Carnegie Mellon's School of Drama
Announces 2009–2010 Season of Plays
PITTSBURGH—Peter Cooke, head of the School of Drama at Carnegie Mellon University, has announced the 2009-2010 drama season, which features a Subscriber Series of six plays, a five-play Director Series and a New Works Series. The 2009-2010 season includes "The Grapes of Wrath" by Frank Galati, adapted from John Steinbeck's novel; "How to Succeed in Business Without Really Trying," a musical by Frank Loesser; a new adaptation of "The Inspector General," by Nikolai Gogol; William Shakespeare's "Richard III"; Euripides' "Medea"; and "Thérèse Raquin," by Neal Bell, adapted from the novel by Emile Zola. Performances will take place in the Philip Chosky Theater, the Helen Wayne Rauh Studio Theatre and the John Wells Video Studio in the Purnell Center for the Arts on the Carnegie Mellon campus.
Students in the Dramaturgy Program will hold regular post-performance talkbacks with the audience, casts and crews following Tuesday evening performances. The dramaturgs are also available to discuss the plays with classes, student groups and public organizations. Contact Michael Chemers, dramaturgy option coordinator, at email@example.com or 412-268-2399, to schedule a session with a dramaturg.
All Subscription Series play performances take place at 8 p.m., Tuesday through Friday, and 2 and 8 p.m. on Saturdays. More information about each production is listed below. Subscriptions to the 2009-2010 season are available. Call the box office at 412-268-2407 for package options, prices or to place a subscription order. Special discounts are available to all Carnegie Mellon alumni.
For additional information about the upcoming season or ticket purchases, contact the School of Drama box office at 412-268-2407 between noon and 5 p.m., Monday through Friday. For more information on the 2009-2010 season of plays visit www.drama.cmu.edu.
"The Grapes of Wrath," directed by Barbara MacKenzie-Wood
Preview: Oct. 1; Opening: Oct. 2; Closing: Oct. 10. Philip Chosky Theater
John Steinbeck's Nobel Prize-winning novel, "The Grapes of Wrath," examines a family of sharecroppers that strives for the American dream in an environment that raises then shatters their hopes, dreams and aspirations. Frank Galati's adaptation combines Steinbeck's powerful language with masterful theatrical invention. The Joad Family's noble search for a better life in a period of extreme economic distress has an inescapable resonance for today's audiences.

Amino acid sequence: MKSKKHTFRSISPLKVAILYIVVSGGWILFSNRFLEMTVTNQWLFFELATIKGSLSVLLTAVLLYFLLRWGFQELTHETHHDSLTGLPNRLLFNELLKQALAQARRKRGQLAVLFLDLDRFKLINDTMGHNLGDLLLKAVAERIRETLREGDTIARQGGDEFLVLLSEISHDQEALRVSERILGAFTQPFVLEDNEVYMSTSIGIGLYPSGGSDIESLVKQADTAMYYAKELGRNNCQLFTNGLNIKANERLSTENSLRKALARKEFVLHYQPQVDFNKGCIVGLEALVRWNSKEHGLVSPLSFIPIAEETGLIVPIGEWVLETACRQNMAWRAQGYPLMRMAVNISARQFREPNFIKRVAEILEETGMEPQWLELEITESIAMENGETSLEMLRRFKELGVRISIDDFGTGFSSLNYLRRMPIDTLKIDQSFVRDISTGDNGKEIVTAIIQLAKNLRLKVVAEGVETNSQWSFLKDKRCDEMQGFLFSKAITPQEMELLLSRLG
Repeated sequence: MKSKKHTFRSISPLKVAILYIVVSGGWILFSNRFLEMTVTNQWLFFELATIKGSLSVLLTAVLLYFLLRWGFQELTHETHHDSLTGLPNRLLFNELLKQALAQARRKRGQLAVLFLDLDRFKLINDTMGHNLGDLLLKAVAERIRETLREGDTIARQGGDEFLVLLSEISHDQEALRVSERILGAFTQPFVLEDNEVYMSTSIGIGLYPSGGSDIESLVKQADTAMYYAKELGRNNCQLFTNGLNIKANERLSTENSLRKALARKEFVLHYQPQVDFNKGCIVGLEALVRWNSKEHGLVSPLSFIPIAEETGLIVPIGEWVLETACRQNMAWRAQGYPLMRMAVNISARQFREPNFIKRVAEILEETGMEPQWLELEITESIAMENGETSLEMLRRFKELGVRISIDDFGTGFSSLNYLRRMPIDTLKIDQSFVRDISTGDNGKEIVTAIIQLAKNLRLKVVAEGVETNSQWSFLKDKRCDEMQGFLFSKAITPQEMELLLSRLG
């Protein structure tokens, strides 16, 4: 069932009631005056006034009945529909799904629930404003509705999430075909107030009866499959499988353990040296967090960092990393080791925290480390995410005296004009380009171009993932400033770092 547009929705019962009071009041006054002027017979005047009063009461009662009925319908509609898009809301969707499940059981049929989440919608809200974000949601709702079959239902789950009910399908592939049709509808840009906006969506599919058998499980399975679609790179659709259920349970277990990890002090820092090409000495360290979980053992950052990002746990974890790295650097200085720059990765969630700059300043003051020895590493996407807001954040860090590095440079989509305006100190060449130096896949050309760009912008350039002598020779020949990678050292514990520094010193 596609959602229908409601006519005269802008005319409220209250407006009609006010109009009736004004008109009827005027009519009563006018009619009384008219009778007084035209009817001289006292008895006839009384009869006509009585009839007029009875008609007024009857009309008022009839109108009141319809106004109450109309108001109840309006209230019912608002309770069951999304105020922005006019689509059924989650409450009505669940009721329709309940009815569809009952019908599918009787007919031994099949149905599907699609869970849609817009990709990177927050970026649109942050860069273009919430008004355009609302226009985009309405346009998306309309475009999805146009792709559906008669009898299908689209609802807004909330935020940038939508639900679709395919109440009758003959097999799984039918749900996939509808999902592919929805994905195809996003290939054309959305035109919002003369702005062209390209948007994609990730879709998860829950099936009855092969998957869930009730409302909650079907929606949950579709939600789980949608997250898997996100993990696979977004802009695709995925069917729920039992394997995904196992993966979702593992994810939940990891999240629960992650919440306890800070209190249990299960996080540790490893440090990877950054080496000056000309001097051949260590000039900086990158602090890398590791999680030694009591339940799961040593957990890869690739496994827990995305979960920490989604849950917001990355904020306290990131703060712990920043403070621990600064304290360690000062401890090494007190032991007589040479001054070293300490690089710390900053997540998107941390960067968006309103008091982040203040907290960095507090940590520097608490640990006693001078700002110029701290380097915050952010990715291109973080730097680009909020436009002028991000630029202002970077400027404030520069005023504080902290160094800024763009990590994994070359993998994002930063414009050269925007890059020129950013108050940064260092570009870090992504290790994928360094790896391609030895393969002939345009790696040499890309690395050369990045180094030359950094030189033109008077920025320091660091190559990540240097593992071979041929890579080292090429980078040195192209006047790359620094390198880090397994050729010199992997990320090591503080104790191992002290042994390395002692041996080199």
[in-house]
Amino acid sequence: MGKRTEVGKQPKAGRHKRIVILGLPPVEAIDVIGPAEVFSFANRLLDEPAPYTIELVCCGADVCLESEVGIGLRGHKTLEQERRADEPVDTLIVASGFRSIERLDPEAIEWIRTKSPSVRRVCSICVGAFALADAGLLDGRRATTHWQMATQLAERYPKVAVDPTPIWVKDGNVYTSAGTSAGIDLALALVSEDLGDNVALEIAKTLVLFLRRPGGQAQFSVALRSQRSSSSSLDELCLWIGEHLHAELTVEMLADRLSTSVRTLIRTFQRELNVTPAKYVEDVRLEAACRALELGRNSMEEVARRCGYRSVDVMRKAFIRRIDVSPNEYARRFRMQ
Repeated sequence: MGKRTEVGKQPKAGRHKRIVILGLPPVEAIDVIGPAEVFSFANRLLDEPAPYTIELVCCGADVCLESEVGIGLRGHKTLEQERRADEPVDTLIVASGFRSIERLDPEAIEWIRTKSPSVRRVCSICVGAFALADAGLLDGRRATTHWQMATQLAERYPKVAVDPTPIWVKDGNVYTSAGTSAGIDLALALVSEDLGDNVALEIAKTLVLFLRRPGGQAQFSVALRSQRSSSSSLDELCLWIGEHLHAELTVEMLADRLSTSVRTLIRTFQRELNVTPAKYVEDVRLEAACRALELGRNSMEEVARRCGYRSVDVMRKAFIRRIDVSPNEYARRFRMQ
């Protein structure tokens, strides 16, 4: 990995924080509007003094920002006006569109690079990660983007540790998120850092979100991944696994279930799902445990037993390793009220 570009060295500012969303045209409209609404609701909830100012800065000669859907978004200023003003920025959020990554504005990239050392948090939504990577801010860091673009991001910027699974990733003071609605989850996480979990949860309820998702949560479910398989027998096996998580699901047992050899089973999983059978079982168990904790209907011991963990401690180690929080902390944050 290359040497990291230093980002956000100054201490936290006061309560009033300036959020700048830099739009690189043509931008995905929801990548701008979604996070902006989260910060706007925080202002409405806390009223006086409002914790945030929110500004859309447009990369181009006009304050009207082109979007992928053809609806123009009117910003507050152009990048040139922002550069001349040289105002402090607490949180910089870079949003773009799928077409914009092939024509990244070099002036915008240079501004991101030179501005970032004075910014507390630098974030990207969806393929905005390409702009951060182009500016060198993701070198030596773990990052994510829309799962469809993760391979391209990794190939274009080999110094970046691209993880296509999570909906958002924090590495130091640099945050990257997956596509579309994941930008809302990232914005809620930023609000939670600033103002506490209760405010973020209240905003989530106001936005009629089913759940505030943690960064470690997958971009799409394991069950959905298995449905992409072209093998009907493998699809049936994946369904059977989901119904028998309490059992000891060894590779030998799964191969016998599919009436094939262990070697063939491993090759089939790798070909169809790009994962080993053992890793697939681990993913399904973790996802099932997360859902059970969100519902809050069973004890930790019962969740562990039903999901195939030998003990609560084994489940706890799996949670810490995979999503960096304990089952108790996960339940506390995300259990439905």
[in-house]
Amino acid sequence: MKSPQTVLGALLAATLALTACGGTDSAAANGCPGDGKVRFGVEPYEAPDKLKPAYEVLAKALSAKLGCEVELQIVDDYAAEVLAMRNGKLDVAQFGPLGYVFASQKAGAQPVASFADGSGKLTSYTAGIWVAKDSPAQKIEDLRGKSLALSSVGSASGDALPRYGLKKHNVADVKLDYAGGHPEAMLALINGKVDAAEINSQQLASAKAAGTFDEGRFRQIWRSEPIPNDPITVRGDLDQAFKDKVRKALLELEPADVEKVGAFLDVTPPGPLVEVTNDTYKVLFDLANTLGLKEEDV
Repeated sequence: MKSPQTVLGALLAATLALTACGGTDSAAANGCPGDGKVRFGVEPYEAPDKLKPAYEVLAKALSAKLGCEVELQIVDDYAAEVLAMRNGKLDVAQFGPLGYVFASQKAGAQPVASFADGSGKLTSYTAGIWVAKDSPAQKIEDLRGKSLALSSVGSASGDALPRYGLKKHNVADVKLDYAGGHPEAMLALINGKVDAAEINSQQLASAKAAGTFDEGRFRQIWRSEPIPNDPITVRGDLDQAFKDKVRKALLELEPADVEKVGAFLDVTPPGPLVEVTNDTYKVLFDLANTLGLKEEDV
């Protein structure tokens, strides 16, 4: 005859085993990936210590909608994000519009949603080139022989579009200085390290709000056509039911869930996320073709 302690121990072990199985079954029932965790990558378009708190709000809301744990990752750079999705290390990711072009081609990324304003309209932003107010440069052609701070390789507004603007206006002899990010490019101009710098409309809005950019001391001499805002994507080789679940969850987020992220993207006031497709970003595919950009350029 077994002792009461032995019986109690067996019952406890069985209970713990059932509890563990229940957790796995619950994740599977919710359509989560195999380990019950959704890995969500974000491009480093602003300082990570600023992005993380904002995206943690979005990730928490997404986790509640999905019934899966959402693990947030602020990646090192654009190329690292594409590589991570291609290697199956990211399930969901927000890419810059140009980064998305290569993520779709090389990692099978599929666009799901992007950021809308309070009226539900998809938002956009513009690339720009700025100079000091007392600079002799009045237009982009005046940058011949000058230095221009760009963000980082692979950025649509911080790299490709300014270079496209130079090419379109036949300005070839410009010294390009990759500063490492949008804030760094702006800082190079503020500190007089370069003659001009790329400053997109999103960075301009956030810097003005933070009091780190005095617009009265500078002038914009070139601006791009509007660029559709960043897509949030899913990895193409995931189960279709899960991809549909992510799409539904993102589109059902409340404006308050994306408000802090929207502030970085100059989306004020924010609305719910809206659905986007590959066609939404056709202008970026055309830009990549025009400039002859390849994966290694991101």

"How to Succeed in Business Without Really Trying," directed by Daniel Goldstein
Preview: Nov. 12; Opening: Nov. 13; Closing: Nov. 21. Philip Chosky Theater
"How to Succeed in Business Without Really Trying" is a comical story of a young man's rapid journey to the top of the corporate ladder. With its roaring cynicism it is an absurd musical that critiques the business world by making light of its idiosyncrasies.
"The Inspector General," directed by Jed Harris
Preview: Feb. 18; Opening: Feb. 19; Closing: Feb. 27. Philip Chosky Theater
Nikolai Gogol's "Inspector General" is a hilarious indictment of political corruption in 1836 provincial Russia. When a penniless drifter is mistaken for an inspector general, the townspeople, innocent as a pack of wolves, inveigle him into a conspiracy of lies that in turn reveals a profound truth. Gogol's classic is especially apt in these times of financial and moral dislocation.
"Richard III," directed by Matt Gray
Preview: April 15; Opening: April 16; Closing: April 24. Philip Chosky Theater
"Richard III," Shakespeare's Machiavellian tour-de-force, tells the story of a nobleman's bloody and narcissistic ascent to power and his infectious impact on the society that nurtured and destroyed him. Exploring the worlds of terror, mistrust, corruption and delusion, it effectively echoes some current political shenanigans.
"Medea," directed by Max Montel
Opening: Dec. 2; Closing: Dec. 5. Helen Wayne Rauh Studio Theater
"Medea's" epic themes of passion, betrayal, and the dark and violent depths we reach when seeking revenge is an immortal cautionary tale. By killing the ones she loves most, Medea has inspired two millennia of artists and their audiences.
"Thérèse Raquin," directed by Kate Pines
Opening: April 21; Closing: April 24. Helen Wayne Rauh StudioTheater
"Thérèse Raquin" revels in the sumptuous world of forbidden passion, regret, hate and desperation. A woman drowning in the cynicism of 19th century Paris goes to horrific lengths to satisfy her twisted dreams and sexual compulsions. Based on the 1867 novel by Emile Zola, "Thérèse Raquin" explores the dark and animalistic roots of the human psyche.
Tickets are free. Talkbacks are not offered for Director Series plays.
"Three Days of Rain" by Richard Greenberg: Oct. 28-30, John Wells Video Studio
"Burial At Thebes" by Seamus Heaney, a new translation of Sophocles' "Antigone": Nov. 11-13, Helen Wayne Rauh Studio Theater
"Dead Man's Cell Phone" by Sarah Ruhl: Feb. 10-12, Helen Wayne Rauh Studio Theater
"In The Blood" by Suzan-Lori Parks: Feb. 24-26, Helen Wayne Rauh Studio Theater
"Slow Dance On The Killing Ground," by William Hanely: March 17-19, Helen Wayne Rauh Studio Theater
New Works Series
Jan. 28-Feb. 27
Along with a selection of classic, contemporary and music theater masterworks the season contains a program of new works, written by Carnegie Mellon dramatic writing students and directed by the graduate directors.